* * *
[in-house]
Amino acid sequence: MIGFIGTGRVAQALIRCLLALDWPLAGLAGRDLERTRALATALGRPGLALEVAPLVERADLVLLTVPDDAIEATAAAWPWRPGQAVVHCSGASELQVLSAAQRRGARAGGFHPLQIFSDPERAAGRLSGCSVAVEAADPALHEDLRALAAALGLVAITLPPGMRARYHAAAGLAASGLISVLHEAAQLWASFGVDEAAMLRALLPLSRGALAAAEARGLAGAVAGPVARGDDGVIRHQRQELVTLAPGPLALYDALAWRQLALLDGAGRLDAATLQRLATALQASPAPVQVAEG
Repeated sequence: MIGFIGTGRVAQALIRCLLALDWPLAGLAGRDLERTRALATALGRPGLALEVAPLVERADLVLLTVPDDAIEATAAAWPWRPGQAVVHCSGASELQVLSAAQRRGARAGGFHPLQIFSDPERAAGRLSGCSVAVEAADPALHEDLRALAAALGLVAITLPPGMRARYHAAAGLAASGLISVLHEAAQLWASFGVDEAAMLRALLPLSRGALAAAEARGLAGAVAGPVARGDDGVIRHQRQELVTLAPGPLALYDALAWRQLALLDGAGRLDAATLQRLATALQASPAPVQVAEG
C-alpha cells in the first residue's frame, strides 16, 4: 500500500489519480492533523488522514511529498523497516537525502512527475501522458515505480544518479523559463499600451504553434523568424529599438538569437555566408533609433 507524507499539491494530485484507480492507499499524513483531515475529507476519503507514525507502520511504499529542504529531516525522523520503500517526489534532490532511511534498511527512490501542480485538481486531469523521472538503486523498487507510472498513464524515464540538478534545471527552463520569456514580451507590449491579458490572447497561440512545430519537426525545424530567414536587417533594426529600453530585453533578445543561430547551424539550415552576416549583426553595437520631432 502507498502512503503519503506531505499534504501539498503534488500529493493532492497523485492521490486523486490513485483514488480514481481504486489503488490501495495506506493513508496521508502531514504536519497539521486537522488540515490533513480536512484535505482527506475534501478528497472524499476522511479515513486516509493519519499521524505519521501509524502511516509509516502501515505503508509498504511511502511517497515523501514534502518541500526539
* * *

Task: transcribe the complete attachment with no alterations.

[in-house]
Amino acid sequence: MIGFIGTGRVAQALIRCLLALDWPLAGLAGRDLERTRALATALGRPGLALEVAPLVERADLVLLTVPDDAIEATAAAWPWRPGQAVVHCSGASELQVLSAAQRRGARAGGFHPLQIFSDPERAAGRLSGCSVAVEAADPALHEDLRALAAALGLVAITLPPGMRARYHAAAGLAASGLISVLHEAAQLWASFGVDEAAMLRALLPLSRGALAAAEARGLAGAVAGPVARGDDGVIRHQRQELVTLAPGPLALYDALAWRQLALLDGAGRLDAATLQRLATALQASPAPVQVAEG
Repeated sequence: MIGFIGTGRVAQALIRCLLALDWPLAGLAGRDLERTRALATALGRPGLALEVAPLVERADLVLLTVPDDAIEATAAAWPWRPGQAVVHCSGASELQVLSAAQRRGARAGGFHPLQIFSDPERAAGRLSGCSVAVEAADPALHEDLRALAAALGLVAITLPPGMRARYHAAAGLAASGLISVLHEAAQLWASFGVDEAAMLRALLPLSRGALAAAEARGLAGAVAGPVARGDDGVIRHQRQELVTLAPGPLALYDALAWRQLALLDGAGRLDAATLQRLATALQASPAPVQVAEG
C-alpha cells in the first residue's frame, strides 16, 4: 500500500489519480492533523488522514511529498523497516537525502512527475501522458515505480544518479523559463499600451504553434523568424529599438538569437555566408533609433 507524507499539491494530485484507480492507499499524513483531515475529507476519503507514525507502520511504499529542504529531516525522523520503500517526489534532490532511511534498511527512490501542480485538481486531469523521472538503486523498487507510472498513464524515464540538478534545471527552463520569456514580451507590449491579458490572447497561440512545430519537426525545424530567414536587417533594426529600453530585453533578445543561430547551424539550415552576416549583426553595437520631432 502507498502512503503519503506531505499534504501539498503534488500529493493532492497523485492521490486523486490513485483514488480514481481504486489503488490501495495506506493513508496521508502531514504536519497539521486537522488540515490533513480536512484535505482527506475534501478528497472524499476522511479515513486516509493519519499521524505519521501509524502511516509509516502501515505503508509498504511511502511517497515523501514534502518541500526539